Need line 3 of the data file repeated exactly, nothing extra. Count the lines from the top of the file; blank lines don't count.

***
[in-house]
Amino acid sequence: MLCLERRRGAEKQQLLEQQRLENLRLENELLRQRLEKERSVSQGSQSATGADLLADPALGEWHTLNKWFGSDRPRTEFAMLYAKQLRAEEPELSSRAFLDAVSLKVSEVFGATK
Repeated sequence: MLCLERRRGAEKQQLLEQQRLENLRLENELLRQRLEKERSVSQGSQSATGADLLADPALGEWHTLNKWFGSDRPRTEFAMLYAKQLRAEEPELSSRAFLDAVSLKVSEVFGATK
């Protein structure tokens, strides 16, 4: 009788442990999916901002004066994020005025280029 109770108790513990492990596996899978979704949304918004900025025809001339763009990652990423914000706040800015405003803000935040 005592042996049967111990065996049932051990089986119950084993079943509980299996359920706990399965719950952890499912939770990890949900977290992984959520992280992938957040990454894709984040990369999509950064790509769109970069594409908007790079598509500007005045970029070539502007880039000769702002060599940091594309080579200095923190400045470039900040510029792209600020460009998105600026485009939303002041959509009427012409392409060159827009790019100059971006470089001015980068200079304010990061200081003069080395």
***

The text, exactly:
Repeated sequence: MLCLERRRGAEKQQLLEQQRLENLRLENELLRQRLEKERSVSQGSQSATGADLLADPALGEWHTLNKWFGSDRPRTEFAMLYAKQLRAEEPELSSRAFLDAVSLKVSEVFGATK